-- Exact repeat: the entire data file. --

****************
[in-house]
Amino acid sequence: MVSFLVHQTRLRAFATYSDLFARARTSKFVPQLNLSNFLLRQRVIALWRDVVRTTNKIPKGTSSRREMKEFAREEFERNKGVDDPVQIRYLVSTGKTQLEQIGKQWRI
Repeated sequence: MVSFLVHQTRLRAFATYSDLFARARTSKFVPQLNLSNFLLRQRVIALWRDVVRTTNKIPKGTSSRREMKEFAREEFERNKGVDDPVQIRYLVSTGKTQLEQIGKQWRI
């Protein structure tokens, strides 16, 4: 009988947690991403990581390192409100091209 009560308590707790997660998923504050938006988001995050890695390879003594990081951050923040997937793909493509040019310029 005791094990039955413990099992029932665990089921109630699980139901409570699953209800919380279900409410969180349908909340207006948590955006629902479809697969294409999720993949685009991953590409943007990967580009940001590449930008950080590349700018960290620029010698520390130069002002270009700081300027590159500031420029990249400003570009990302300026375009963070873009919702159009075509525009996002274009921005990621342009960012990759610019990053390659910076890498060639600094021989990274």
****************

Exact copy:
[in-house]
Amino acid sequence: MVSFLVHQTRLRAFATYSDLFARARTSKFVPQLNLSNFLLRQRVIALWRDVVRTTNKIPKGTSSRREMKEFAREEFERNKGVDDPVQIRYLVSTGKTQLEQIGKQWRI
Repeated sequence: MVSFLVHQTRLRAFATYSDLFARARTSKFVPQLNLSNFLLRQRVIALWRDVVRTTNKIPKGTSSRREMKEFAREEFERNKGVDDPVQIRYLVSTGKTQLEQIGKQWRI
């Protein structure tokens, strides 16, 4: 009988947690991403990581390192409100091209 009560308590707790997660998923504050938006988001995050890695390879003594990081951050923040997937793909493509040019310029 005791094990039955413990099992029932665990089921109630699980139901409570699953209800919380279900409410969180349908909340207006948590955006629902479809697969294409999720993949685009991953590409943007990967580009940001590449930008950080590349700018960290620029010698520390130069002002270009700081300027590159500031420029990249400003570009990302300026375009963070873009919702159009075509525009996002274009921005990621342009960012990759610019990053390659910076890498060639600094021989990274």